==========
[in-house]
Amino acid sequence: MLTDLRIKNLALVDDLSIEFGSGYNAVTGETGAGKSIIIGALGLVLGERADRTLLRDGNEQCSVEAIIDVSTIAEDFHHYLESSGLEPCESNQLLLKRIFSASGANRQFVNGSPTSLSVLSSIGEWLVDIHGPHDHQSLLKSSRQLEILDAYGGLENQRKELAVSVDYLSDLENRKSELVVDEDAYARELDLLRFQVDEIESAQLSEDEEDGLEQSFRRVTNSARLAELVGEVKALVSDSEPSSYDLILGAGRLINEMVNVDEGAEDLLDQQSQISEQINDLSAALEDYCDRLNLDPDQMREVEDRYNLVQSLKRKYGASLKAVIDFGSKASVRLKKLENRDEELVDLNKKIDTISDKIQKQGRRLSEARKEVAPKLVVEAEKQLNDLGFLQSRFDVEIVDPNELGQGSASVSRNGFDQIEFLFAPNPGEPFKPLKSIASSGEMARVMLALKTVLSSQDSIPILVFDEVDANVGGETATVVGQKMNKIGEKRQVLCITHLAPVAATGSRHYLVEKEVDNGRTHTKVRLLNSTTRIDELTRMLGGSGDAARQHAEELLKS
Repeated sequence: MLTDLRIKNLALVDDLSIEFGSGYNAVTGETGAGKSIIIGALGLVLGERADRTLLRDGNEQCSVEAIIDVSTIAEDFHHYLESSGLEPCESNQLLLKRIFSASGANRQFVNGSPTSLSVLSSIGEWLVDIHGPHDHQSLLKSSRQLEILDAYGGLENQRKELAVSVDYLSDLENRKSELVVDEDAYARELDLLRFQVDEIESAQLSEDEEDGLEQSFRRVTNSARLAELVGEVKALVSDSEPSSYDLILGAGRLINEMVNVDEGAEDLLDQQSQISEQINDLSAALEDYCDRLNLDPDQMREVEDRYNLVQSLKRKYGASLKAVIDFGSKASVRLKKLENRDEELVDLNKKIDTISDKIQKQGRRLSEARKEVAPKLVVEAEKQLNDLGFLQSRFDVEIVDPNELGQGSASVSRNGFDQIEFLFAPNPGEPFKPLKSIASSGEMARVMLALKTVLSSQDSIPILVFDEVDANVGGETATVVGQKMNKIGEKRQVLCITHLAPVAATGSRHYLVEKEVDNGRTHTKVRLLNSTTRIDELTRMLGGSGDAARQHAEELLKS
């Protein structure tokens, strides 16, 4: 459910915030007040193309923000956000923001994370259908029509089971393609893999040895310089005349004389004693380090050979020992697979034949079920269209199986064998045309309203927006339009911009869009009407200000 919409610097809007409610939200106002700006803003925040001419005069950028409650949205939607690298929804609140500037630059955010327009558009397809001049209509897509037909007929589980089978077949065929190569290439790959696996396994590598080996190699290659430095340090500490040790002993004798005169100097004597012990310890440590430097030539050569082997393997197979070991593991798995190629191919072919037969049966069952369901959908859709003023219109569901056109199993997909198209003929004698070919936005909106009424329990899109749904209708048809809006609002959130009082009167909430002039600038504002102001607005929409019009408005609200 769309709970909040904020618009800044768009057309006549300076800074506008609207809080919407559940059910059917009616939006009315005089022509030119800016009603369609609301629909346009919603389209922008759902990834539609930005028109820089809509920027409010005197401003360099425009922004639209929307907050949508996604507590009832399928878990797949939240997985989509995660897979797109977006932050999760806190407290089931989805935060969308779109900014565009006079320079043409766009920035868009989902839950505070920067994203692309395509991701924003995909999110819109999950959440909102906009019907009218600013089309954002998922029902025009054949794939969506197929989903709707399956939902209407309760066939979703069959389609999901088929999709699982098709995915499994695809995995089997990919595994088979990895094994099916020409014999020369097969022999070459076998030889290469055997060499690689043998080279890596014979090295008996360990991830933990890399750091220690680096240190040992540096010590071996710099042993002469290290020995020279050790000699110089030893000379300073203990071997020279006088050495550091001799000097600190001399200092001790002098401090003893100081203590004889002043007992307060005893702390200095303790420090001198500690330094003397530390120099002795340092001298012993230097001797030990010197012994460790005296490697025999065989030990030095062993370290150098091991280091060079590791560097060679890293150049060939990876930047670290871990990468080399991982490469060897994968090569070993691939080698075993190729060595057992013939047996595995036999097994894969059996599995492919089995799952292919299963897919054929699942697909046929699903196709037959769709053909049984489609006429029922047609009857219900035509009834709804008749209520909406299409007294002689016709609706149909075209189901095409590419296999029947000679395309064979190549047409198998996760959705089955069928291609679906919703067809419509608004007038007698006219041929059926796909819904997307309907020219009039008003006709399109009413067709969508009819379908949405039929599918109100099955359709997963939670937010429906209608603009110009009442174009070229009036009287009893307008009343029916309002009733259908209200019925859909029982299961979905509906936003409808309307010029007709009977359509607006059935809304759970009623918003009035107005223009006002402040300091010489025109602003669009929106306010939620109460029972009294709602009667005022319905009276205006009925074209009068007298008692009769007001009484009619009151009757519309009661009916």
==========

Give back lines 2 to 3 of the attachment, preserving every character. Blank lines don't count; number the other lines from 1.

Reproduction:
Amino acid sequence: MLTDLRIKNLALVDDLSIEFGSGYNAVTGETGAGKSIIIGALGLVLGERADRTLLRDGNEQCSVEAIIDVSTIAEDFHHYLESSGLEPCESNQLLLKRIFSASGANRQFVNGSPTSLSVLSSIGEWLVDIHGPHDHQSLLKSSRQLEILDAYGGLENQRKELAVSVDYLSDLENRKSELVVDEDAYARELDLLRFQVDEIESAQLSEDEEDGLEQSFRRVTNSARLAELVGEVKALVSDSEPSSYDLILGAGRLINEMVNVDEGAEDLLDQQSQISEQINDLSAALEDYCDRLNLDPDQMREVEDRYNLVQSLKRKYGASLKAVIDFGSKASVRLKKLENRDEELVDLNKKIDTISDKIQKQGRRLSEARKEVAPKLVVEAEKQLNDLGFLQSRFDVEIVDPNELGQGSASVSRNGFDQIEFLFAPNPGEPFKPLKSIASSGEMARVMLALKTVLSSQDSIPILVFDEVDANVGGETATVVGQKMNKIGEKRQVLCITHLAPVAATGSRHYLVEKEVDNGRTHTKVRLLNSTTRIDELTRMLGGSGDAARQHAEELLKS
Repeated sequence: MLTDLRIKNLALVDDLSIEFGSGYNAVTGETGAGKSIIIGALGLVLGERADRTLLRDGNEQCSVEAIIDVSTIAEDFHHYLESSGLEPCESNQLLLKRIFSASGANRQFVNGSPTSLSVLSSIGEWLVDIHGPHDHQSLLKSSRQLEILDAYGGLENQRKELAVSVDYLSDLENRKSELVVDEDAYARELDLLRFQVDEIESAQLSEDEEDGLEQSFRRVTNSARLAELVGEVKALVSDSEPSSYDLILGAGRLINEMVNVDEGAEDLLDQQSQISEQINDLSAALEDYCDRLNLDPDQMREVEDRYNLVQSLKRKYGASLKAVIDFGSKASVRLKKLENRDEELVDLNKKIDTISDKIQKQGRRLSEARKEVAPKLVVEAEKQLNDLGFLQSRFDVEIVDPNELGQGSASVSRNGFDQIEFLFAPNPGEPFKPLKSIASSGEMARVMLALKTVLSSQDSIPILVFDEVDANVGGETATVVGQKMNKIGEKRQVLCITHLAPVAATGSRHYLVEKEVDNGRTHTKVRLLNSTTRIDELTRMLGGSGDAARQHAEELLKS